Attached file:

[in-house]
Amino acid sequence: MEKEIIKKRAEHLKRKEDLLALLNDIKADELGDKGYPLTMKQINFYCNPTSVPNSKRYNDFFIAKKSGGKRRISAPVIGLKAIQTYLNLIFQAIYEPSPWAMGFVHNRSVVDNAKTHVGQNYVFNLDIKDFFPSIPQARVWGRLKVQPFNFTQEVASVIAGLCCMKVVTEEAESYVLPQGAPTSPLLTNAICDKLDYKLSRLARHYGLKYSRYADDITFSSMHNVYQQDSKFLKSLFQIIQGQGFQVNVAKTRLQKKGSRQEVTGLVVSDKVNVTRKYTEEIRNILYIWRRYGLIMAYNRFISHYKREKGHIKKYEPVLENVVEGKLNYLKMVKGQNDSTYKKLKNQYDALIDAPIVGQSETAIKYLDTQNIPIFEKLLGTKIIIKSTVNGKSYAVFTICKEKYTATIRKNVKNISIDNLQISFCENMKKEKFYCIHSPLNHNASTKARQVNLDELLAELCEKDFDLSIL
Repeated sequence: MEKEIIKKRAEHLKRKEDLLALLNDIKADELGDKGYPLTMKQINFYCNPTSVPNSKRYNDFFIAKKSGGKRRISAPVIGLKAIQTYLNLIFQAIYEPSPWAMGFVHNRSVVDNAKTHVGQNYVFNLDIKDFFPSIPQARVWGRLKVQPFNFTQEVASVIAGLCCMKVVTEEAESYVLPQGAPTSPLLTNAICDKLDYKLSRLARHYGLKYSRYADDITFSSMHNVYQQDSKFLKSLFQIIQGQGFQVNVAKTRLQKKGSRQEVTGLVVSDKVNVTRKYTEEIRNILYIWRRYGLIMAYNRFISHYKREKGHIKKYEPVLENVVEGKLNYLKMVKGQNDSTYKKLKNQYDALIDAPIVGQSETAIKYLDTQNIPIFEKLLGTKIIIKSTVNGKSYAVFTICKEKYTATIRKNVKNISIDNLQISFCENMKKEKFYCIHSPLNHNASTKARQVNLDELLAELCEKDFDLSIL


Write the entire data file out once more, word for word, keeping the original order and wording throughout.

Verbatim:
[in-house]
Amino acid sequence: MEKEIIKKRAEHLKRKEDLLALLNDIKADELGDKGYPLTMKQINFYCNPTSVPNSKRYNDFFIAKKSGGKRRISAPVIGLKAIQTYLNLIFQAIYEPSPWAMGFVHNRSVVDNAKTHVGQNYVFNLDIKDFFPSIPQARVWGRLKVQPFNFTQEVASVIAGLCCMKVVTEEAESYVLPQGAPTSPLLTNAICDKLDYKLSRLARHYGLKYSRYADDITFSSMHNVYQQDSKFLKSLFQIIQGQGFQVNVAKTRLQKKGSRQEVTGLVVSDKVNVTRKYTEEIRNILYIWRRYGLIMAYNRFISHYKREKGHIKKYEPVLENVVEGKLNYLKMVKGQNDSTYKKLKNQYDALIDAPIVGQSETAIKYLDTQNIPIFEKLLGTKIIIKSTVNGKSYAVFTICKEKYTATIRKNVKNISIDNLQISFCENMKKEKFYCIHSPLNHNASTKARQVNLDELLAELCEKDFDLSIL
Repeated sequence: MEKEIIKKRAEHLKRKEDLLALLNDIKADELGDKGYPLTMKQINFYCNPTSVPNSKRYNDFFIAKKSGGKRRISAPVIGLKAIQTYLNLIFQAIYEPSPWAMGFVHNRSVVDNAKTHVGQNYVFNLDIKDFFPSIPQARVWGRLKVQPFNFTQEVASVIAGLCCMKVVTEEAESYVLPQGAPTSPLLTNAICDKLDYKLSRLARHYGLKYSRYADDITFSSMHNVYQQDSKFLKSLFQIIQGQGFQVNVAKTRLQKKGSRQEVTGLVVSDKVNVTRKYTEEIRNILYIWRRYGLIMAYNRFISHYKREKGHIKKYEPVLENVVEGKLNYLKMVKGQNDSTYKKLKNQYDALIDAPIVGQSETAIKYLDTQNIPIFEKLLGTKIIIKSTVNGKSYAVFTICKEKYTATIRKNVKNISIDNLQISFCENMKKEKFYCIHSPLNHNASTKARQVNLDELLAELCEKDFDLSIL